Australia holds National Mourning Day after fires

On Sunday, 22 February 2009 Australians held a National Day of Mourning service in the Melbourne Park Rod Laver Arena for the victims of wildfires that killed hundreds this month, and survivors were promised the nation would support them in the massive task of rebuilding.

Tears flowed as The Honourable Prime Minister Kevin Rudd said the hellish blazes of "Black Saturday" on Feb. 7 - which killed more than 200 people - had tested the nation's character, and the response was courage, compassion and resilience.

"In recent days we have witnessed unspeakable suffering," the Prime Minister said at a mourning ceremony broadcast nationally. "We have lost mothers and fathers, grandmothers and grandfathers; we have lost brothers, sisters, sons and daughters, the tiniest of children. All these are precious lives. No words can provide solace for grief so personal. But simply know this: You who suffer are not alone," he said.

Rudd said governments at all levels had failed communities hit by tragedy in the past, and this must not be allowed in the fire-devastated towns. He promised "a solemn contract with each of these communities to rebuild, brick by brick, home by home, school by school, church by church, street by street."

He also announced that the tragedy would be marked each Feb. 7 by the lowering of flags on government buildings to half-staff and a moment's silence.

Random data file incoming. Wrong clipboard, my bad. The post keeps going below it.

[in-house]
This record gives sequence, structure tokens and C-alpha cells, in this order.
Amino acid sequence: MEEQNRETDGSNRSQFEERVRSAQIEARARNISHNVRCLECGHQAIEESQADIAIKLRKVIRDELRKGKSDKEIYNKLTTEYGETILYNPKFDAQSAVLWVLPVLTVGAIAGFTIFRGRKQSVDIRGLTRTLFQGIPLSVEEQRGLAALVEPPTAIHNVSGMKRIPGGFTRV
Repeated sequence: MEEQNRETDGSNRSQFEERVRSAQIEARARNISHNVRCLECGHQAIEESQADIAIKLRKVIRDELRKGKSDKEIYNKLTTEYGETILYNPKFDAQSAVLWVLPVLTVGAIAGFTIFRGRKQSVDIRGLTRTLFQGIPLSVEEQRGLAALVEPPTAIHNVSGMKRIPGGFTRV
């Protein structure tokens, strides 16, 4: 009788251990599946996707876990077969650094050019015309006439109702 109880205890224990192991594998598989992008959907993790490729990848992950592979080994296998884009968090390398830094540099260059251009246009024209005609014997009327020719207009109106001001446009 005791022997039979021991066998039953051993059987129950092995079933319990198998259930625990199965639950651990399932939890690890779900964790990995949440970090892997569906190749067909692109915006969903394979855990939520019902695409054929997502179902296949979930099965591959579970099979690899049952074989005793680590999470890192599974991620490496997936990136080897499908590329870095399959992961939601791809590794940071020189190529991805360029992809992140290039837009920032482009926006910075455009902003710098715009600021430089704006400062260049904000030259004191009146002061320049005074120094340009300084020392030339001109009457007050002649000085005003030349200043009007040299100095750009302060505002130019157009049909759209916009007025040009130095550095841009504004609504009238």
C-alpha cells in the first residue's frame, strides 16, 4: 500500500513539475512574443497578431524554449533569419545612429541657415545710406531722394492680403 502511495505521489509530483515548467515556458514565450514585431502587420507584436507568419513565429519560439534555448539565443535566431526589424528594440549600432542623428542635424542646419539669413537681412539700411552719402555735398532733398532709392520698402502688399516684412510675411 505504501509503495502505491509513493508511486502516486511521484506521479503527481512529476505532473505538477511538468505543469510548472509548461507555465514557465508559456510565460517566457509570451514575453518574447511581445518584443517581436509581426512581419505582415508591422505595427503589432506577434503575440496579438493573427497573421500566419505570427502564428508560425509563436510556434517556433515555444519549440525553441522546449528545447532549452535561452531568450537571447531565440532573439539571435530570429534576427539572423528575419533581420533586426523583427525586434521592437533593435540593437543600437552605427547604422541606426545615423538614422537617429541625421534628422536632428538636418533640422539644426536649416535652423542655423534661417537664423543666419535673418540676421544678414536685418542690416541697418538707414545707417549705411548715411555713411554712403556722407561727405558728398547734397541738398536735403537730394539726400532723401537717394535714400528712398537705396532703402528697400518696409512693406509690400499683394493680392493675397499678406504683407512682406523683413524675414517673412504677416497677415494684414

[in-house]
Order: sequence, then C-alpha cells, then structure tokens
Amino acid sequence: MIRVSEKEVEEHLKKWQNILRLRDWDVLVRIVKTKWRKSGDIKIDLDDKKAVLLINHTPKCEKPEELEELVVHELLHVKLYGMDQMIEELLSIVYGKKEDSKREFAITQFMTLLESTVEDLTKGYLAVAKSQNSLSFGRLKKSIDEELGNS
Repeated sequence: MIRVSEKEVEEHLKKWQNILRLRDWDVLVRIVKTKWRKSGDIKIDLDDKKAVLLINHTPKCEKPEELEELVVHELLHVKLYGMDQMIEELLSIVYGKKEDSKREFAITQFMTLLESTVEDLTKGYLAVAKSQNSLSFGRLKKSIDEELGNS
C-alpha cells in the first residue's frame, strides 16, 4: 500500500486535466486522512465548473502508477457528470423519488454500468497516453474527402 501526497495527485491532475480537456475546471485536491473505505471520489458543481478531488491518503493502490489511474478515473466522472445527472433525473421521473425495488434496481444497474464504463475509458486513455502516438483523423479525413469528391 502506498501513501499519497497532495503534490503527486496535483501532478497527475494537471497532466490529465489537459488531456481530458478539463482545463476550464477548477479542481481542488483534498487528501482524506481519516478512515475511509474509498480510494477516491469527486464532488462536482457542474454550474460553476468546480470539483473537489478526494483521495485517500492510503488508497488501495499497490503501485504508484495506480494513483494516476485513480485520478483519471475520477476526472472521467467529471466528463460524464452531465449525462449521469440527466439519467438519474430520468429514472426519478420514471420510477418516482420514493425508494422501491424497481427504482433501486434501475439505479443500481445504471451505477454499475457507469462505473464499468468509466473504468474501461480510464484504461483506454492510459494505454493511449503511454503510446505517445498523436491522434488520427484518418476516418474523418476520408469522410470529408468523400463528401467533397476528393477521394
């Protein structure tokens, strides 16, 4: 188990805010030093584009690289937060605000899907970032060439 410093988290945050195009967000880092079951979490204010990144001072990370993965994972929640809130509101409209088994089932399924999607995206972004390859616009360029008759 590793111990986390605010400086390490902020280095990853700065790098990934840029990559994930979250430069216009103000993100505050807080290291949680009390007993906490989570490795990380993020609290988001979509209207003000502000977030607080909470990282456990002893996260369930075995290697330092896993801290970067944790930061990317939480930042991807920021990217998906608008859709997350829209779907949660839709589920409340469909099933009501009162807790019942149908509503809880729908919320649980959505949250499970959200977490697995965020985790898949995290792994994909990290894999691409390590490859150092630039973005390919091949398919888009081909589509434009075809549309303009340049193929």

Thousands of Australians gathered at ceremonies large and small Sunday for victims of the country's deadliest wildfires. Survivors gathered at parks and city residents in public areas where giant screens broadcast the ceremony.

Forensic investigators in the disaster zone took a break from their grim search for more bodies among the ruins. The confirmed death toll stood at 209 on Sunday, but officials said they were still finding bodies in the rubble and the tally would rise. "These fires have united us all in grief. They have united us all in our response, and they unite us all in the task of rebuilding. Because we will rebuild," The Honourable Victoria State Premier John Brumby said at the main ceremony.

Her Majesty Queen Elizabeth's daughter, Her Royal Highness Princess Anne, The Princess Royal, flew to Australia to attend the ceremony, and hundreds of survivors were brought on buses from the stricken region.

All of Australia's television networks interrupted their normal programming to broadcast the ceremony live. Bells rang out across Melbourne and beyond at 11 AM to start the ceremony. Inside the venue, Prime Minister Kevin Rudd, Princess Anne, Governor-General Quentin Bryce, Victoria Premier John Brumby, Governor of Victoria Professor David de Krester and other dignitaries walked two-by-two up to a large wreath standing before a stage, each adding one white flower. A didgeridoo droned solemn notes as firefighters in uniform also added flowers to the wreath.

Following prayerful reflections, the leaders of Australia's faith communities, including Their Eminences Roman Catholic Archbishop Denis Hart and Anglican Archbishop Philip Freier of Melbourne and His Grace Bishop Irinej of Australia and New Zealand of the Serbian Orthodox Church and others joined in adding flowers to the memorial wreath.

Helped by years of drought and furnace-like conditions, the Feb. 7 fires ripped across more than 1,500 square miles (3,900 square kilometers), burning all before them. More than 1,800 farms and homes were destroyed.

(Adopted from AP Report)